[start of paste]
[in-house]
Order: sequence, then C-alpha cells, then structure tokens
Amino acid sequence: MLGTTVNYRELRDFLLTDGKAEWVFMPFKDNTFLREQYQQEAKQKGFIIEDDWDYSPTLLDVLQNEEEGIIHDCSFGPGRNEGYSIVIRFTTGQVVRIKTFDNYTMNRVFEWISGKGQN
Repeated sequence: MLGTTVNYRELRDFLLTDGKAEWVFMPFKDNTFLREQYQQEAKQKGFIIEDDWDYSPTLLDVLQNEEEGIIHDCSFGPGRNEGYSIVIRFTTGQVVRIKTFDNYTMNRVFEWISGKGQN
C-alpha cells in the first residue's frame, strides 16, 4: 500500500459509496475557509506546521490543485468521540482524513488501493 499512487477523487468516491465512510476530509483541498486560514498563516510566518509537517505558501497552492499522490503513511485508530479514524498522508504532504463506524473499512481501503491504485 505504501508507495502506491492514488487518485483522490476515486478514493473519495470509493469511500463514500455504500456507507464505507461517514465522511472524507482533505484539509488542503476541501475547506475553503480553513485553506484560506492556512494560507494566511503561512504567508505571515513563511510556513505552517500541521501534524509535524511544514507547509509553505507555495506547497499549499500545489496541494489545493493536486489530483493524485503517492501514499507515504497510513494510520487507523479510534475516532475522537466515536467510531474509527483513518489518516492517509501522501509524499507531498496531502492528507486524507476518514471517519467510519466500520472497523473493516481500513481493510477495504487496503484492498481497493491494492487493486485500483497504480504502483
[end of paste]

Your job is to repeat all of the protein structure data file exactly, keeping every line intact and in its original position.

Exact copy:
[in-house]
Order: sequence, then C-alpha cells, then structure tokens
Amino acid sequence: MLGTTVNYRELRDFLLTDGKAEWVFMPFKDNTFLREQYQQEAKQKGFIIEDDWDYSPTLLDVLQNEEEGIIHDCSFGPGRNEGYSIVIRFTTGQVVRIKTFDNYTMNRVFEWISGKGQN
Repeated sequence: MLGTTVNYRELRDFLLTDGKAEWVFMPFKDNTFLREQYQQEAKQKGFIIEDDWDYSPTLLDVLQNEEEGIIHDCSFGPGRNEGYSIVIRFTTGQVVRIKTFDNYTMNRVFEWISGKGQN
C-alpha cells in the first residue's frame, strides 16, 4: 500500500459509496475557509506546521490543485468521540482524513488501493 499512487477523487468516491465512510476530509483541498486560514498563516510566518509537517505558501497552492499522490503513511485508530479514524498522508504532504463506524473499512481501503491504485 505504501508507495502506491492514488487518485483522490476515486478514493473519495470509493469511500463514500455504500456507507464505507461517514465522511472524507482533505484539509488542503476541501475547506475553503480553513485553506484560506492556512494560507494566511503561512504567508505571515513563511510556513505552517500541521501534524509535524511544514507547509509553505507555495506547497499549499500545489496541494489545493493536486489530483493524485503517492501514499507515504497510513494510520487507523479510534475516532475522537466515536467510531474509527483513518489518516492517509501522501509524499507531498496531502492528507486524507476518514471517519467510519466500520472497523473493516481500513481493510477495504487496503484492498481497493491494492487493486485500483497504480504502483